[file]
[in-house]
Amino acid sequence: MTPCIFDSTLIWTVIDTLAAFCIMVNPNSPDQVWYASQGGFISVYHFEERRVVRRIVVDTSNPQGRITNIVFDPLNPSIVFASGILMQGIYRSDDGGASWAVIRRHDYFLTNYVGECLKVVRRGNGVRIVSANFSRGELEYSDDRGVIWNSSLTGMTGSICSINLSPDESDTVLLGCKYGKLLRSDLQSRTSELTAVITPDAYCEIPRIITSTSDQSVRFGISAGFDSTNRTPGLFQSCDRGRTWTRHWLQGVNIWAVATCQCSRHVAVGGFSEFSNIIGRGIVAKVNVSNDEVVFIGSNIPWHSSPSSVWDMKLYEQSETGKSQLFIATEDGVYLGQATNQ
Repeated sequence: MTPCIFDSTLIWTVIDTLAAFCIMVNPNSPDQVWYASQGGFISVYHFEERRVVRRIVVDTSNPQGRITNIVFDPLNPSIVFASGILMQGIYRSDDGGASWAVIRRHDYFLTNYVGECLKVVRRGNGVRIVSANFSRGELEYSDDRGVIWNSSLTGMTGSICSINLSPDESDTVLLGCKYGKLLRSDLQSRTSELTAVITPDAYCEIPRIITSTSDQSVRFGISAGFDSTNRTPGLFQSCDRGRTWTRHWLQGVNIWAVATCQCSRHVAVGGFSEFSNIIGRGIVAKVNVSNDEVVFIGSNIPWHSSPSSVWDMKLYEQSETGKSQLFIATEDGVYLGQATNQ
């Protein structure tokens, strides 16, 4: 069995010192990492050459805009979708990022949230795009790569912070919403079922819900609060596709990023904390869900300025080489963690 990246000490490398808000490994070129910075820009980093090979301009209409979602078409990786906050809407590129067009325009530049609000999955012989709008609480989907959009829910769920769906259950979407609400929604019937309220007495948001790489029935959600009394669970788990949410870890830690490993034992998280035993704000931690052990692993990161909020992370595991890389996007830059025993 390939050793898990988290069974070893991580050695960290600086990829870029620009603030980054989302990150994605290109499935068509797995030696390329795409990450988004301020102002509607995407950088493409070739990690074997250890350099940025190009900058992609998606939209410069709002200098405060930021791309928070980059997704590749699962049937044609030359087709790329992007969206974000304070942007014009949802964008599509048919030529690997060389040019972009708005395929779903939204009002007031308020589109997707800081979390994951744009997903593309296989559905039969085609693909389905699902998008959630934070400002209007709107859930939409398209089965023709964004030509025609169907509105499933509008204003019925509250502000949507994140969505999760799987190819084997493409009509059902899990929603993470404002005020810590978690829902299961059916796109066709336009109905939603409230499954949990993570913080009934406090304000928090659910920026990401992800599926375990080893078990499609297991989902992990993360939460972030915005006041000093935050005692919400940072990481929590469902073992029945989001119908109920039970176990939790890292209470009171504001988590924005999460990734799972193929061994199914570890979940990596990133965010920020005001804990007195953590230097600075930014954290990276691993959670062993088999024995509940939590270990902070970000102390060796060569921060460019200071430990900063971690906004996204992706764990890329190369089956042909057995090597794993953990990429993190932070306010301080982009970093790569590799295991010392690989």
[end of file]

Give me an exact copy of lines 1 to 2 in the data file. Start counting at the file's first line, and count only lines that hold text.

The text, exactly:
[in-house]
Amino acid sequence: MTPCIFDSTLIWTVIDTLAAFCIMVNPNSPDQVWYASQGGFISVYHFEERRVVRRIVVDTSNPQGRITNIVFDPLNPSIVFASGILMQGIYRSDDGGASWAVIRRHDYFLTNYVGECLKVVRRGNGVRIVSANFSRGELEYSDDRGVIWNSSLTGMTGSICSINLSPDESDTVLLGCKYGKLLRSDLQSRTSELTAVITPDAYCEIPRIITSTSDQSVRFGISAGFDSTNRTPGLFQSCDRGRTWTRHWLQGVNIWAVATCQCSRHVAVGGFSEFSNIIGRGIVAKVNVSNDEVVFIGSNIPWHSSPSSVWDMKLYEQSETGKSQLFIATEDGVYLGQATNQ